Art I 03.05.17 I by

Artists transform an old bank into a temporary gallery in Berlin

ATMs and tellers have been swapped for murals, sculptures and installations in an empty bank in Berlin.

Over 160 artists from across the globe have helped to turn the 10,000 sqm disused building on Kurfürstendamm into a vibrant art gallery – but it will only last until demolition day on 31 May.

The Haus is a temporary art project initiated by Berlin street art crew Kimo von Rekowski, Joern Reiners and Marco Bollenbach, also known as Die Dixons.

‘The spot is amazing,’ said von Rekowski. ‘It’s in the commercial heart of Berlin and we had five floors to cover with graffiti and art. Nobody expected something like this here.’

Berlin Art Bank – The Haus
Artwork by Superbadboys, courtesy of The Haus

Die Dixons found the empty building last year, and approached its Cologne-based owner Pandion about using the space as a temporary gallery before its demolition, which will make way for a condo development.

The trio called up their artist friends and acquaintances to get involved in the project and assigned them each a space inside the building. The only restriction? They couldn’t create a piece that perpetuated hate messages.

In exchange, artists received materials, accommodation in the city and beer. Their artworks will all be documenting in a forthcoming book on the exhibition.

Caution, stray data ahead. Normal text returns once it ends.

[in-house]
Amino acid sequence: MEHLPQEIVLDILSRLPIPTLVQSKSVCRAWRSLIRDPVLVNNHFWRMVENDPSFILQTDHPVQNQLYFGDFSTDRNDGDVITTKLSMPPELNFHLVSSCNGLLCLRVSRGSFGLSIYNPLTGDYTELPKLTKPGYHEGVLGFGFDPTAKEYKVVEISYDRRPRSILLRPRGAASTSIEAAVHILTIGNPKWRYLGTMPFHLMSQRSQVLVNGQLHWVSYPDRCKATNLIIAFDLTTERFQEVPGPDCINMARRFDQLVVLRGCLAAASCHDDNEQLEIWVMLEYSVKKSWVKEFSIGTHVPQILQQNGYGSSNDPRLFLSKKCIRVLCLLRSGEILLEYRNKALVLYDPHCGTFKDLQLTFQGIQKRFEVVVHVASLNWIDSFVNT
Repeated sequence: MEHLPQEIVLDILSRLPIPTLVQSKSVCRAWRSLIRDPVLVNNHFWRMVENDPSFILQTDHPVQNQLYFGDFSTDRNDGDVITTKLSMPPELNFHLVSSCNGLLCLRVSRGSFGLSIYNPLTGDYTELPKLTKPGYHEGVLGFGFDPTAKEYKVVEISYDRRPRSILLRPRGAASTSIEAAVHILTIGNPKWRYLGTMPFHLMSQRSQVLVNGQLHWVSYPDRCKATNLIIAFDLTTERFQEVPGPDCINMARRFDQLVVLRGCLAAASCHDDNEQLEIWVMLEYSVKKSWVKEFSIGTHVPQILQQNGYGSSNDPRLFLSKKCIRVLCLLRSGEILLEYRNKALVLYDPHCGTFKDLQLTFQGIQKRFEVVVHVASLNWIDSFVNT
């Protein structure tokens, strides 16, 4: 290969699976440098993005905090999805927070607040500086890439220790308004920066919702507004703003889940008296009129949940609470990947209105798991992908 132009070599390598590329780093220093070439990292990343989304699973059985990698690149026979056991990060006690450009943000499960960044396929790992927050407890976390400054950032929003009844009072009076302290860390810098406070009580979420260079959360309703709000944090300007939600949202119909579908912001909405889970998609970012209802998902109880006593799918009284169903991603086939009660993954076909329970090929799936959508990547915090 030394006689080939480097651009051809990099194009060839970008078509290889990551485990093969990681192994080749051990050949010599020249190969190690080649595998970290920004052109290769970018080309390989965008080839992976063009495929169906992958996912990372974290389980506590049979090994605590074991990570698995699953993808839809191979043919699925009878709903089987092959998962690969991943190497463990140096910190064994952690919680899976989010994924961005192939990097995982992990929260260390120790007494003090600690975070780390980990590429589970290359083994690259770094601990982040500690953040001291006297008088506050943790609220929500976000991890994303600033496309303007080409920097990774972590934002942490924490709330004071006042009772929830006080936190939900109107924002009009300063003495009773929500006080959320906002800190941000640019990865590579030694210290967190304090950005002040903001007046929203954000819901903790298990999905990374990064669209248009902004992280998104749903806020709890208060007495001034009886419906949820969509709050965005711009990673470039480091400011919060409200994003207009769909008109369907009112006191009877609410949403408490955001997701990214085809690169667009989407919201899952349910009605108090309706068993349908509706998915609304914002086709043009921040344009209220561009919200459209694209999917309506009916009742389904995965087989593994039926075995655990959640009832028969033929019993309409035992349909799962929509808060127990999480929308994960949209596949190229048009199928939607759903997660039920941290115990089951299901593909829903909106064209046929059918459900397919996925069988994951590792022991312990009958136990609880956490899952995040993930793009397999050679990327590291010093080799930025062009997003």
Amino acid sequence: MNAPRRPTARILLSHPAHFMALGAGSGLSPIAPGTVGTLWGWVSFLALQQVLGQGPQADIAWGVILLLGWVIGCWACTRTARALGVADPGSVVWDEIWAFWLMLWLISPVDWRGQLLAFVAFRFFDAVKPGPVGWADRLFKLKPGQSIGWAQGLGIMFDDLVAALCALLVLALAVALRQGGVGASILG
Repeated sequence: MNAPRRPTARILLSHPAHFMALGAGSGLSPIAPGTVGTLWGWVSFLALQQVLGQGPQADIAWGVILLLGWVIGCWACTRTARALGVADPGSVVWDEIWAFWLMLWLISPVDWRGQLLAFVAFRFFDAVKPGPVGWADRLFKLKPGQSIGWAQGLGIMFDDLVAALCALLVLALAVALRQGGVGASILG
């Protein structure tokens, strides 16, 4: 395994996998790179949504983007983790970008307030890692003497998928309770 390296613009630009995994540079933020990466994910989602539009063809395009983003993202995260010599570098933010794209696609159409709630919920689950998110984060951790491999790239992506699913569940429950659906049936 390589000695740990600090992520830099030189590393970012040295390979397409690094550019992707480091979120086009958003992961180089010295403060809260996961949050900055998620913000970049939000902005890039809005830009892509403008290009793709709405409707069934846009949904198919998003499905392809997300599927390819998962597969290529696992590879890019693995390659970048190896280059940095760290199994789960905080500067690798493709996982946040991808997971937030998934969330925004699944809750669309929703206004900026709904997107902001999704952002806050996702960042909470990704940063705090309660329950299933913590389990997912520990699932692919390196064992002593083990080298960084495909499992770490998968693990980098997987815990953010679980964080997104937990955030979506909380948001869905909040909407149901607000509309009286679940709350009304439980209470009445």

Berlin Art Bank – The Haus
Artwork by Dr Molrok, courtesy of The Haus

Artworks are disparate: there’s a room covered from floor to ceiling with 400 kg of moss – a comment on the ‘green washing’ of companies by artist Señor Schnu. A hallway between bathrooms is transformed into an immersive 3D tape installation that glows in the dark by Guillermo S Quintana. Even the bathrooms are sheathed in art.

But don’t expect to see the images plastered all over social media. The Haus has a strict no photography policy and visitors have to put their phones in an opaque plastic bag upon entering. This is to encourage visitors to focus on experiencing the artworks, rather than the documentation of it.

‘The Haus has become a kind of museum, But that wasn’t our goal,’ says von Rekowski. ‘Our goal was to put urban art in a new space and bring it to another level.’

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